In This Article Expand or collapse the "in this article" section Immigrant Populations

  • Introduction
  • General Overviews
  • Reference Works
  • Handbooks and Guides
  • Journals
  • The Immigrant Health Paradox
  • Surveillance
  • Refugee Health
  • Risk Factors
  • Resilience and Vulnerabilities
  • Acculturation and Adaptation
  • Family
  • Social Justice Perspectives

Public Health Immigrant Populations
Hector G. Balcazar, Holly J. Mata
  • LAST REVIEWED: 14 October 2016
  • LAST MODIFIED: 22 April 2013
  • DOI: 10.1093/obo/9780199756797-0034


The phenomenon of immigration is as old as humanity itself. Movement of people into and out of their habitats has been a necessity and a way of adapting to new environments. As boundaries and borders became increasingly recognized in the development of villages, regions, countries, and lifestyles, the concept of immigration became an established cultural, political, and economic reality worldwide. Movement of people is by no means a new phenomenon and has implications in diverse realms including legal, social, and economic arenas. The demography of immigration provided the impetus to view the immigrant in the context of an intricate and elaborate pattern of behaviors that had direct consequences for the well-being of that immigrant, as well as sociocultural implications for the new and former environments. This article examines the phenomenon of immigrant populations as a public health imperative. Taking a social justice approach, this article envisions the immigration experience as a complex set of positive and negative consequences for people as well as for the places and countries that are affected by their movement. Through reference works, textbooks, and journals and literature that address immigrant populations from public health and social justice perspectives, this article highlights the public health significance in the context of the complex array of challenges and opportunities experienced by immigrant populations individually, collectively, regionally, and globally.

General Overviews

The World Health Organization (WHO) has many comprehensive resources related to immigrant health; both WHO 2010 and WHO 2008 provide strategies and frameworks to promote immigrant health. Two such frameworks are presented in the works highlighted by the WHO in the citations that follow. WHO 2010 provides an operational framework consisting of four thematic areas: monitoring migrant’s health; policy and legal frameworks; migrant-sensitive health systems; and networks, partnerships, and multicountry frameworks. WHO 2008 includes six thematic areas as a strategic approach for addressing migrant health as a worldwide phenomenon: (1) migration flows in the globalized world; (2) basic principles of a public health approach; (3) determinants; (4) health issues; (5) health systems; and (6) strategies for improving health of migrants. McKay, et al. 2003 provides a comprehensive literature review, and Castañeda 2010 offers an anthropological perspective on immigration and health.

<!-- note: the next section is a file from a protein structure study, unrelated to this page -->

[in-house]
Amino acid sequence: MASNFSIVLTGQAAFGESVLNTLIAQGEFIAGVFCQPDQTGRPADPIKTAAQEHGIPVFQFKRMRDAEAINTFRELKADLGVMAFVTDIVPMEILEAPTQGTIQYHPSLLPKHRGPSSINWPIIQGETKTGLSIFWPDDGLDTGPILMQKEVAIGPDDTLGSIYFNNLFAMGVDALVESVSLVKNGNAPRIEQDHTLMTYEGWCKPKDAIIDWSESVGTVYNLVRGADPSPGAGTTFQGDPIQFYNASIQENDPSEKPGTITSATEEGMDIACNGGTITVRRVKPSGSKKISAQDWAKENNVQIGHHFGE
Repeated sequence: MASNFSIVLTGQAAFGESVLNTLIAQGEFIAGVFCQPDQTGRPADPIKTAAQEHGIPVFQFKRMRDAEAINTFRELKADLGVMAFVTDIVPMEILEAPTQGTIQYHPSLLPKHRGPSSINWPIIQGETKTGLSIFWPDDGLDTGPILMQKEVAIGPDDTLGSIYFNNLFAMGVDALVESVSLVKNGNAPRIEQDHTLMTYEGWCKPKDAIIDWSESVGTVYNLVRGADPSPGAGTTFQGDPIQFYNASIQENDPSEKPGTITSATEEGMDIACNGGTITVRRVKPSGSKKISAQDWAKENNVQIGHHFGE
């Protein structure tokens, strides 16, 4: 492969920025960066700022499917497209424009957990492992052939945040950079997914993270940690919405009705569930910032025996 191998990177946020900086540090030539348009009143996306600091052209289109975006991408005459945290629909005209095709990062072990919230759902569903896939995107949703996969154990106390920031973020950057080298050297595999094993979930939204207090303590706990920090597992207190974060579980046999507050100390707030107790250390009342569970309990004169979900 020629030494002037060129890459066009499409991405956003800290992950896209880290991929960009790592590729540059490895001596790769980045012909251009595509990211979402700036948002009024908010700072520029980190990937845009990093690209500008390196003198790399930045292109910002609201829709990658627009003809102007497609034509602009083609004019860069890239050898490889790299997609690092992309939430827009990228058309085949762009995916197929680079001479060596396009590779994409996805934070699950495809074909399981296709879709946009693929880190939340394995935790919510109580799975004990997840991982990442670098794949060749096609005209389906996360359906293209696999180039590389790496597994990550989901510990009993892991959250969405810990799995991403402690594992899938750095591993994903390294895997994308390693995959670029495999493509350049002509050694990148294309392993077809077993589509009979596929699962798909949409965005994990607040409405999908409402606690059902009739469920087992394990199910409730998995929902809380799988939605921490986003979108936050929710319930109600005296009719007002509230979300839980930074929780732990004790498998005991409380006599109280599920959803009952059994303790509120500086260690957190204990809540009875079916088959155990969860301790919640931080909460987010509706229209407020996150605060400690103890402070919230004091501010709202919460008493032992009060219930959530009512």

• Castañeda, Heide. 2010. Immigration and health: Conceptual, methodological, and theoretical propositions for applied anthropology. NAPA Bulletin 34.1: 6–27.

    DOI: 10.1111/j.1556-4797.2010.01049.x

    An anthropological perspective to the study of immigrant health. Many topical areas are covered including conceptual, methodological, and theoretical insights for the study of migration and health. Health-care and immigration policy shape many of the forces affecting delivery of health services for different legal versus illegal or unauthorized immigrants.

  • McKay, Laura, Sally Macintyre, and Anne Ellaway. 2003. Migration and health: A review of international literature. Occasional Paper 12. Glasgow, UK: Medical Research Council Social and Public Health Sciences Unit.

    A comprehensive review is included of the international literature on migration and health. This review brings an epidemiological and public health description of the morbidity and mortality rates of immigrant groups from around the world and their patterns of mobility between and within countries. Many factors are identified that affect the complex migration process.

  • World Health Organization. 2008. Health of migrants: Report by the Secretariat. WHO A61/12. Geneva, Switzerland: World Health Organization.

    The report presents twenty-four resolutions that describe the global picture of the health of migrants. Six thematic areas suggest strategic approaches for addressing migrant health as an important worldwide phenomenon.

  • World Health Organization. 2010. Health of migrants—The way forward: Report of a global consultation, Madrid, Spain, 3–5 March 2010. Geneva, Switzerland: World Health Organization.

    This report is inspired by the resolution on the Health of Migrants endorsed by the Sixty-First World Health Assembly of WHO. The document provides the basis for an in-depth analysis of the concept of migrant health as a global phenomenon.

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